SDCEA to take up nuclear plant fight

People gather to discuss issues relating to South Durban.

THE South Durban Community Environmental Alliance (SDCEA) is taking legal action to halt the industrialisation of Clairwood Racecourse and is gearing up South Durban communities to fight the proposal of a nuclear plant at the old Durban International airport.

SDCEA and the Clairwood Racecourse Action Committee (CRAC) hosted a public meeting on Sunday, 16 August at the Merebank community hall to discuss issues related to the racecourse, proposed nuclear plant and trucking.

SDCEA co-ordinator, Desmond D’Sa said the Clairwood Racecourse has much biodiversity and is home to endangered species which must be protected.

“We are in a legal appeal process but as we wait on the MEC for Economic Development, Tourism and Environmental Affairs to make the decision, we must take our collective voices into the streets. The appeal documents are available for review in public libraries of Wentworth and Merebank as well as the eThekwini municipality environmental health office in Clairwood,” said D’Sa.

Concerns about increased traffic, pollution and trucking were also raised by the SDCEA co-ordinator and were echoed by Junagarth Primary School principal, Anil Bhanprakash.

The principal conducted research on the foot and vehicular traffic in the area around the Clairwood Racecourse, specifically as they relate to Junagarth Primary, St Marys, Parsee Rustemjee, Merebank Secondary and Settlers Primary schools.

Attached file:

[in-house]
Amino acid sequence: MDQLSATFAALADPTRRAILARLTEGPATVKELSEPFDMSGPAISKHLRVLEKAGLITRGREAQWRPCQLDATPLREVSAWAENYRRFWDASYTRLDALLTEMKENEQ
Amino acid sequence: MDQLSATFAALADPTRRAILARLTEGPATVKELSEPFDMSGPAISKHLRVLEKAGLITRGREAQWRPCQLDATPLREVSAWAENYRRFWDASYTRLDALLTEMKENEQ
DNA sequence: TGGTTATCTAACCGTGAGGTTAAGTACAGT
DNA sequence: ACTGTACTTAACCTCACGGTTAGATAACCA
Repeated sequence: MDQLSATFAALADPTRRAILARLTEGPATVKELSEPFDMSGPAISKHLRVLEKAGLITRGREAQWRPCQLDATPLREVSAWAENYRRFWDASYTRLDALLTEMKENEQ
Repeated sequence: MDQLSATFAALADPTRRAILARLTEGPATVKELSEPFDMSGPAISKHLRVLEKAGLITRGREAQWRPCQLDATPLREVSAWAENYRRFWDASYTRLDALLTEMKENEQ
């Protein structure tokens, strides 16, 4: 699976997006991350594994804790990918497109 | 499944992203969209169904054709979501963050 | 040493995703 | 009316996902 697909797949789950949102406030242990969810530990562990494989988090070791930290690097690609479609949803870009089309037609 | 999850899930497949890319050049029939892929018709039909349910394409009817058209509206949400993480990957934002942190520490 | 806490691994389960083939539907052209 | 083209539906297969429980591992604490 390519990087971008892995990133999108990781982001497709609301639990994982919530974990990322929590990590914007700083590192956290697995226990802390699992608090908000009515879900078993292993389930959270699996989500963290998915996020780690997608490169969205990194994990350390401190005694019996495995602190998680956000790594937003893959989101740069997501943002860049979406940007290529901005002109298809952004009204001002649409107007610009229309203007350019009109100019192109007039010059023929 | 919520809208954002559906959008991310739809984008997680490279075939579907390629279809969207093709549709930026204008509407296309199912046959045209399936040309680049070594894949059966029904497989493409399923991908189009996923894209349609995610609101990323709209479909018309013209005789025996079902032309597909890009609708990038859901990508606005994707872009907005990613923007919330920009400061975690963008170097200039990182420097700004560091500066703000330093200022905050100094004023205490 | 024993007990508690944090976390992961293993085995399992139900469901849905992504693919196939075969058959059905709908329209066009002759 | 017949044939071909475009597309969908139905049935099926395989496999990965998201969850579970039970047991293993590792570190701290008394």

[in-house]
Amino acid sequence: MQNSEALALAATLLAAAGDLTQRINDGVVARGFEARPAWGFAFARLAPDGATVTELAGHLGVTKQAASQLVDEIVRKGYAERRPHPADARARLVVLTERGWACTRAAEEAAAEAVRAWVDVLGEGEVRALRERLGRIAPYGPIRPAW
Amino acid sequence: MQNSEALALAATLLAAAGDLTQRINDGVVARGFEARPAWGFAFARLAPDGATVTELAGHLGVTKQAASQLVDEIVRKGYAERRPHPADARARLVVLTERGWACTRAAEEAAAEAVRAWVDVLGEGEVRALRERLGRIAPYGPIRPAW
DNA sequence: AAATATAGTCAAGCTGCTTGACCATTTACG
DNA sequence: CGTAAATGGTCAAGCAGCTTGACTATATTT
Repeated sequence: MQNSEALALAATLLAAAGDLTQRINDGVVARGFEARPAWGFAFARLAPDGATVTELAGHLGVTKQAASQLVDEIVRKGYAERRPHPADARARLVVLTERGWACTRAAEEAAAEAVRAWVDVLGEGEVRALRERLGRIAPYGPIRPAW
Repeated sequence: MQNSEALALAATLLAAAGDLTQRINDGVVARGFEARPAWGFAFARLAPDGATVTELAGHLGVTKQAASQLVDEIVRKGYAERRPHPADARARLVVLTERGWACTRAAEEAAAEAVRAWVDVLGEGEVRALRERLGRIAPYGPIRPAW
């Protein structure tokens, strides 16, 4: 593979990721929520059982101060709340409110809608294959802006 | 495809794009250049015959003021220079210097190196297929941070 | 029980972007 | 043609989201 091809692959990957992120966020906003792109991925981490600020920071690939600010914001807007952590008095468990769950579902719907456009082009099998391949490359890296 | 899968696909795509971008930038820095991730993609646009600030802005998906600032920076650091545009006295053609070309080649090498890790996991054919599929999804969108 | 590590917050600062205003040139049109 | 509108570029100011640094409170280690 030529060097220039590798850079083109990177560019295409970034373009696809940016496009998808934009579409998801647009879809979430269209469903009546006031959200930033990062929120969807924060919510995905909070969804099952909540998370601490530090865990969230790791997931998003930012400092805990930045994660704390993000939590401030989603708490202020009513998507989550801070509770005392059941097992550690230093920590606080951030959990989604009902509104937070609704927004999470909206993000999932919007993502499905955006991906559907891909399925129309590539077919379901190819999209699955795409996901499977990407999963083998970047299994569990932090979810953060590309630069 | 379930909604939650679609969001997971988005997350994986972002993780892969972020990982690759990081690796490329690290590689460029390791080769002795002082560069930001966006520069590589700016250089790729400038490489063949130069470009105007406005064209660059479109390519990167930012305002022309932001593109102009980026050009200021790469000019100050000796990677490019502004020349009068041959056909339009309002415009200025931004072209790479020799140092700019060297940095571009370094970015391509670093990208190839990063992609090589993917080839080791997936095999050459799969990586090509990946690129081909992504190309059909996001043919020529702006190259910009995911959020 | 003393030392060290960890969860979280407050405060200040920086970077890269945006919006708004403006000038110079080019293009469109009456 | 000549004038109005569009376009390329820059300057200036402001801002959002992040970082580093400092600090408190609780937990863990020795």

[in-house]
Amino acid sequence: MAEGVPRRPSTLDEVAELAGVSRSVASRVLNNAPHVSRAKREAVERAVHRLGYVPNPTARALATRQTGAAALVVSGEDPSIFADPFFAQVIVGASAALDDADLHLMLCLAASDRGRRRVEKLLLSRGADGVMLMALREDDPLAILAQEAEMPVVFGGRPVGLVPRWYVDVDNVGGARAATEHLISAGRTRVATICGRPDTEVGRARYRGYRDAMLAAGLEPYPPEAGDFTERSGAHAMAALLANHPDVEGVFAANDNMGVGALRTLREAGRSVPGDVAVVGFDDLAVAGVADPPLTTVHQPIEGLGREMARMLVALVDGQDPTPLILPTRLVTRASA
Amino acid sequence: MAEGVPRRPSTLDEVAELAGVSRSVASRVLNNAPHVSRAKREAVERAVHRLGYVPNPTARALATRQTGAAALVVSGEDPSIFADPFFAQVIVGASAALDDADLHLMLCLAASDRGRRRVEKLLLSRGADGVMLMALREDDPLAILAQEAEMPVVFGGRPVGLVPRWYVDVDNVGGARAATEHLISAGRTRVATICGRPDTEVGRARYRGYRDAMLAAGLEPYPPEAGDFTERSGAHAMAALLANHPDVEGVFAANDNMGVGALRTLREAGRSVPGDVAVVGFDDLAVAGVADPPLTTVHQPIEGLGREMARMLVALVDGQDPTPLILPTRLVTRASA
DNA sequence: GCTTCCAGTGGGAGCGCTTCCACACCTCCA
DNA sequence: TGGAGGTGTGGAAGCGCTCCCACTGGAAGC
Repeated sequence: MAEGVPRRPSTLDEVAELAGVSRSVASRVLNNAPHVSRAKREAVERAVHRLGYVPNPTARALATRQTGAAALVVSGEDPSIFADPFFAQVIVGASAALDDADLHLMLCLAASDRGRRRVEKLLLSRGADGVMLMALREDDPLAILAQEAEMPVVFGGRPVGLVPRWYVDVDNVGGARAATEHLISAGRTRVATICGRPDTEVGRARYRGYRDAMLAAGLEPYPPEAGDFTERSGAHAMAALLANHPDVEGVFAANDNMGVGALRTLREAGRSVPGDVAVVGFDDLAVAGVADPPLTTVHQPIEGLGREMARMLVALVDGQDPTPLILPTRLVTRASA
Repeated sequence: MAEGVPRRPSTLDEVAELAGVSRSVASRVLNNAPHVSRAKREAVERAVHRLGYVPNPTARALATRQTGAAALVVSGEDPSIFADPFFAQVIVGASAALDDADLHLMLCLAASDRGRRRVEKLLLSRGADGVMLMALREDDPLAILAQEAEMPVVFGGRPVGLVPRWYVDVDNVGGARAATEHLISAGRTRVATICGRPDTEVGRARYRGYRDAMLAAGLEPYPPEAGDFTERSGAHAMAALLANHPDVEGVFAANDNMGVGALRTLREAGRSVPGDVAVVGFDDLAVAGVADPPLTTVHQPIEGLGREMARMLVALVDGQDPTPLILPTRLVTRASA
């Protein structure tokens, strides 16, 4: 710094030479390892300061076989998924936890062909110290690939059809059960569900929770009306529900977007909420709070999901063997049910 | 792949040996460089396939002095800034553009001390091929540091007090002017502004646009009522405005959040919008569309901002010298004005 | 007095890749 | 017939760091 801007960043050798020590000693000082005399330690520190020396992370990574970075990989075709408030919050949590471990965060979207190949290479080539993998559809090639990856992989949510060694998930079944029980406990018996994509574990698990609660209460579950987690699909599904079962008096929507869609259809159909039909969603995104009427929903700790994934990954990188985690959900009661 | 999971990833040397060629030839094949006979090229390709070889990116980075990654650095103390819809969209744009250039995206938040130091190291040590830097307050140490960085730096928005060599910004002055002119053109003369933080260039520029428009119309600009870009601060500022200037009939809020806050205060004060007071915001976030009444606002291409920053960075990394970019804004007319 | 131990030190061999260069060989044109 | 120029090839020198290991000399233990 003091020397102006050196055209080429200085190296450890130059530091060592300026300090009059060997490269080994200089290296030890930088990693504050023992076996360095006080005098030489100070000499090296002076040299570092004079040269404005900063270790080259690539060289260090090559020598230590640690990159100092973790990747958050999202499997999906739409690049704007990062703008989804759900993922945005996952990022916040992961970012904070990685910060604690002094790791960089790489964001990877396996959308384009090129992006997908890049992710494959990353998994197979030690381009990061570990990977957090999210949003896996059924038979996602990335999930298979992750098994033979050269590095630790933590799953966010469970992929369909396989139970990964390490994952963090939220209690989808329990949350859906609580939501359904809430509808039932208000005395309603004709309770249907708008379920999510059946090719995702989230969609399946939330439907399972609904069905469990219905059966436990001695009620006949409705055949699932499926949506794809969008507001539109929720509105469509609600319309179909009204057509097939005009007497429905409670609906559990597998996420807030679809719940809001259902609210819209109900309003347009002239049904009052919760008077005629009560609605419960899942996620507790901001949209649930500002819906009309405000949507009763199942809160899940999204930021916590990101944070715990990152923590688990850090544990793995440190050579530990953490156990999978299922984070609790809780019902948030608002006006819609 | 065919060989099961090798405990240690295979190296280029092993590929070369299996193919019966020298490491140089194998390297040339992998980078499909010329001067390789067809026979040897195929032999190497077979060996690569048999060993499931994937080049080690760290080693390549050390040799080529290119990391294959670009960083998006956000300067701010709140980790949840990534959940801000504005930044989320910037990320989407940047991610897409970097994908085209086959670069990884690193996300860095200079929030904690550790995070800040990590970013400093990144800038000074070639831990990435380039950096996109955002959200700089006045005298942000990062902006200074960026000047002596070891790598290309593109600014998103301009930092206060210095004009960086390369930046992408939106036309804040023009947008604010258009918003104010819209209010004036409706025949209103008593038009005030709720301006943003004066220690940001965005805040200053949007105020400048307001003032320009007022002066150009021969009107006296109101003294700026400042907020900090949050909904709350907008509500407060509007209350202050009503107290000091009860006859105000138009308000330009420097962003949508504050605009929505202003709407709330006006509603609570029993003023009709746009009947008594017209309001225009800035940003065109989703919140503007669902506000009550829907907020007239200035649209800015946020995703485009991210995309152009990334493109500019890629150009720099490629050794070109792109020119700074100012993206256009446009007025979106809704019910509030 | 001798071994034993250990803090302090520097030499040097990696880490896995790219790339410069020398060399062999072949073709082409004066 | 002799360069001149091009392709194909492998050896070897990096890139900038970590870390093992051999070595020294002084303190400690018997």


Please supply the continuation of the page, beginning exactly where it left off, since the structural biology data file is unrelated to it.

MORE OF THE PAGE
“A large number of children at the taxi stop wait for their transport under the bridge at the Clairwood Racecourse and their lives are in danger every day and will be even more so after this development goes ahead.

In total there are 3,792 pupils and 67% of them or 2,555 come from outside Merebank and Wentworth. Teachers at the five schools mentioned number 146 in total, 87 of whom come from outside Merebank and Wentworth (60%). These are alarming figures and risk the lives of many,” he said.

SDCEA environmental project officer, Noluthando Mbeje spoke about the proposed nuclear plant. At a department of energy briefing on nuclear procurement last month, it was mentioned that between six and eight nuclear power plants are envisioned for SA, with speculation that one of these could be set up at the old Durban International Airport site.

“This development is expected to generate electricity for industries and this poses a big threat to people. It costs R1-trillion and in South Africa this could end up being about R4-trillion and we cannot afford this type of finance,” said Mbeje.

She spoke about the nuclear disasters at Three Mile Island, Chernobyl and Fukushima and how people are still experiencing the after-effects.

“South Africa can’t expect to walk into a fire and not get burnt,” she said.

Erin Hanekom

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